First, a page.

The idea was to form a center where students and campus groups of all varieties could collaborate in a single space. Kriss had assigned two project managers and three team leads, among other students, focusing on technical, design and marketing and research components.
    Students devoted nine weeks to the project this past spring.
    One of those who rose to the occasion, and subsequently worked a lot of overnight hours on the effort, was Robert Watkins, a business administration major from Chicago and one of the project managers.
    “We looked at different universities across the country to get some inspiration from them. But then we realized it was going to be a unique situation, and everybody was going to have to be able to use this,” he said.

    All roads would lead to Southwestern Illinois under a contemplated marketing campaign that would highlight two of the best-known highways in these parts — Route 66 and the Great River Road.
    State and local tourism officials are exploring ways to promote two of the region’s greatest assets now that the Alton Regional Convention Bureau territory is widening to take in Edwardsville and Macoupin County.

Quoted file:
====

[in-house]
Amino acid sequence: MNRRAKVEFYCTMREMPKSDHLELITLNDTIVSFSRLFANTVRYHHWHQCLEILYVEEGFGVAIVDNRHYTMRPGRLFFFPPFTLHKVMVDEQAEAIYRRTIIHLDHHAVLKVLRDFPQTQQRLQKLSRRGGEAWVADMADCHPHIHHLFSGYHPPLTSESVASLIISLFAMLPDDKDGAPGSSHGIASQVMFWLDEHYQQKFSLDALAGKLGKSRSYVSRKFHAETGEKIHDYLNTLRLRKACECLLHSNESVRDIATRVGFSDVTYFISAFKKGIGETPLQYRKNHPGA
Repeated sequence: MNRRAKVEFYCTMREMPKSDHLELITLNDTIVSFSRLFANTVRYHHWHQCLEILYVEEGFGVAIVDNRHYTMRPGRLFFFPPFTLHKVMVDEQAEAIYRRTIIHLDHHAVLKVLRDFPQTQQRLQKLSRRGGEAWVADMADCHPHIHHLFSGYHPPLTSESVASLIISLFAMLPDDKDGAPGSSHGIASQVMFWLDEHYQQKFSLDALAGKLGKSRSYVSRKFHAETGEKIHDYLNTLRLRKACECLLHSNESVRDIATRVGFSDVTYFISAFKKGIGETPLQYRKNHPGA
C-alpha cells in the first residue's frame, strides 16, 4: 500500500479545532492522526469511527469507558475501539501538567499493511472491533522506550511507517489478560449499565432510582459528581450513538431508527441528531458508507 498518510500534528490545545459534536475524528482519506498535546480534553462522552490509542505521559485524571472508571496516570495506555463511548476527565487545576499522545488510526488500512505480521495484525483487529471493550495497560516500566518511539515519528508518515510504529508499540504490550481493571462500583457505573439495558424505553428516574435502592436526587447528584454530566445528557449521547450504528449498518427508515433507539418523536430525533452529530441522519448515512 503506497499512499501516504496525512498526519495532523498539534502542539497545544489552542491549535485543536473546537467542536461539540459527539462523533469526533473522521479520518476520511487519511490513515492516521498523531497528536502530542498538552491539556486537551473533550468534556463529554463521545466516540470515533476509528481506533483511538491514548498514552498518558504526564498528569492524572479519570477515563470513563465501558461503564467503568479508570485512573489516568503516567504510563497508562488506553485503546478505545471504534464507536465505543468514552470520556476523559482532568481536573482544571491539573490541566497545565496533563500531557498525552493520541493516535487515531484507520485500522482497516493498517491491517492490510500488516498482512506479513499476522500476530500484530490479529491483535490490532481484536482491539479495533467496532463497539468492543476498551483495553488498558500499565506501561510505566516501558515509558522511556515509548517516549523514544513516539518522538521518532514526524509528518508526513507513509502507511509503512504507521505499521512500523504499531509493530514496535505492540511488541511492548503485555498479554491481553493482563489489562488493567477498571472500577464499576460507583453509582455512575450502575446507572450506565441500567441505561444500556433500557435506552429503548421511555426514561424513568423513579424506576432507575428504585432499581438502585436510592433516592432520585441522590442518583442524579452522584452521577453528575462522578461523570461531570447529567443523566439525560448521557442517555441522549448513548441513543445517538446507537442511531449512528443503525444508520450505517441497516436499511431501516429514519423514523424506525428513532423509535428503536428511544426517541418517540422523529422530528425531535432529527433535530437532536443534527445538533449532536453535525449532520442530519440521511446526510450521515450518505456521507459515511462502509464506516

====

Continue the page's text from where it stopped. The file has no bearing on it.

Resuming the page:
The local CVB was certified to take in Edwardsville back in July. It will officially expand north into Macoupin County sometime in the coming year. Until now, it had encompassed northern Madison County and Jersey and Calhoun counties.
    The director of the Illinois Office of Tourism sees the move as a natural meshing of the interests of the wider region.
o01 JobeJobe    “This is kind of where the Mother Road meets the River Road,” Cory Jobe said, of U.S. Route 66, the storied highway that runs from Chicago to Santa Monica, Calif., passing through Macoupin and Madison counties along the way.
    “Route 66 is state tourism’s most popular international selling point by far,” he said. “We all think it’s been used and reused, but people still want that ‘real America.’ There is still that love affair with this route.”
    Jobe believes the state has the most authentic Route 66 roadside attractions of any state. It is a national scenic byway, one of seven that includes the Great River Road between Alton and Grafton in Illinois. And it is hugely popular with the European and Asian markets.